EmojiDeploy Vulnerability

The use of a set of methods to take advantage of vulnerabilities like misconfigurations and poor security protocols in a popular Azure service is bringing attention to the issue of cloud security visibility, showing how not having a clear view of the security risks can lead to greater vulnerabilities in cloud platforms.

Ermetic’s research team found an EmojiDeploy vulnerability in Azure cloud services and other cloud sovereigns that allows for remote code execution in:-

  • Function Apps
  • App Service
  • Logic Apps

The EmojiDeploy vulnerability can be exploited using CSRF on the widely used SCM service Kudu. It has been found that attackers can take advantage of this vulnerability to deploy harmful zip files containing malicious payloads to the Azure applications of their victims.

EmojiDeploy Vulnerability

Abilities of the EmojiDeploy Vulnerability

EHA

By utilizing EmojiDeploy, threat actors would be able to remotely execute code as well as take control of an application remotely:-

  • Running code and commands as the www user
  • Theft or deletion of sensitive data
  • Phishing campaigns
  • Takeover of the app’s managed identity and lateral movement to other Azure services

An exploit of this vulnerability allows remote code execution and full control of the target application. Based on the permissions of the applications that manage identities, the impact of the vulnerability will vary according to the organization as a whole. 

In order to reduce the blast radius, it is crucial to apply the principle of least privilege.

Timeline

Here below we have mentioned the complete disclosure timeline:-

  • October 26, 2022 – The Ermetic research team reports the vulnerability to MSRC
  • November 2, 2022 – MSRC first response, under review
  • November 3, 2022 – Microsoft bounty program awards a $30,000 bounty
  • December 6, 2022 – Microsoft releases a global fix
  • January 19, 2023 – Ermetic’s public disclosure

Exploitation of EmojiDeploy Vulnerability

To exploit the vulnerability, attackers must take advantage of the following things:- 

  • Same-site misconfiguration
  • Bypass an origin check
  • Then target a vulnerable endpoint

Ultimately this whole procedure will lead the attacker to remote code execution. EmojiDeploy attack can be launched through a browser but the attacker needs to have SCM or Microsoft account cookies in their browser to exploit the vulnerability.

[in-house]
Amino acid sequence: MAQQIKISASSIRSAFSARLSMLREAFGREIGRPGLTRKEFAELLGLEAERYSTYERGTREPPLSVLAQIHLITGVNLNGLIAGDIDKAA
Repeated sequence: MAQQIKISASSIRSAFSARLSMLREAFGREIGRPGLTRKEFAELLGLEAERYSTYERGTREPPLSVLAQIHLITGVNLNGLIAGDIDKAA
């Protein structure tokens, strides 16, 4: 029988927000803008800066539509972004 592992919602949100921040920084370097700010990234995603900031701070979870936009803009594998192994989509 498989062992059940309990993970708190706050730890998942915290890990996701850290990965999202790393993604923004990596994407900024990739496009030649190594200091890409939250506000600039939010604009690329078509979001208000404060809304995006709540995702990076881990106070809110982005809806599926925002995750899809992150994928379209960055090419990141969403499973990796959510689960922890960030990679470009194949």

As Ermetic found, an attack was exploiting an insecure cookie configuration for Source Code Manager (SCM) in order to make use of the vulnerability. There are two controls that are set as a default by the Azure service of being Lax:-

Recommendation

MSRC has successfully resolved the EmojiDeploy issue but it is recommended to take preventive measures to protect against vulnerabilities like this in the future and exploitation of SCM capabilities.

The Microsoft Security Response Center (MSRC) took quick action to resolve the vulnerability while conducting a thorough investigation. The team at MSRC worked diligently to fix the issue as soon as they could. 

They understood the importance of a timely resolution to ensure the security of their users and the integrity of the system. The MSRC team carried out a deep investigation to identify the root cause and come up with a solution that not only addresses the vulnerability but also prevents it from happening again in the future.

Microsoft acknowledged EmojiDeploy as a Remote Code Execution (RCE) vulnerability and acknowledged the discovery with a substantial reward.

Microsoft has a program that rewards security researchers who responsibly disclose vulnerabilities, and EmojiDeploy was considered a severe vulnerability that needed to be addressed as soon as possible. 

The company awarded a bounty of $30,000 to the Ermetic research team who reported this vulnerability. This award is a testament to the importance of the finding and the value of the researcher’s contribution to making the platform more secure for everyone. 

This kind of program encourages researchers to identify and report vulnerabilities, which in turn helps to make Microsoft’s products and services more secure for customers.

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Gurubaran is a Security Consultant, Security Editor & Co-Founder of Cyber Security News & GBHackers On Security.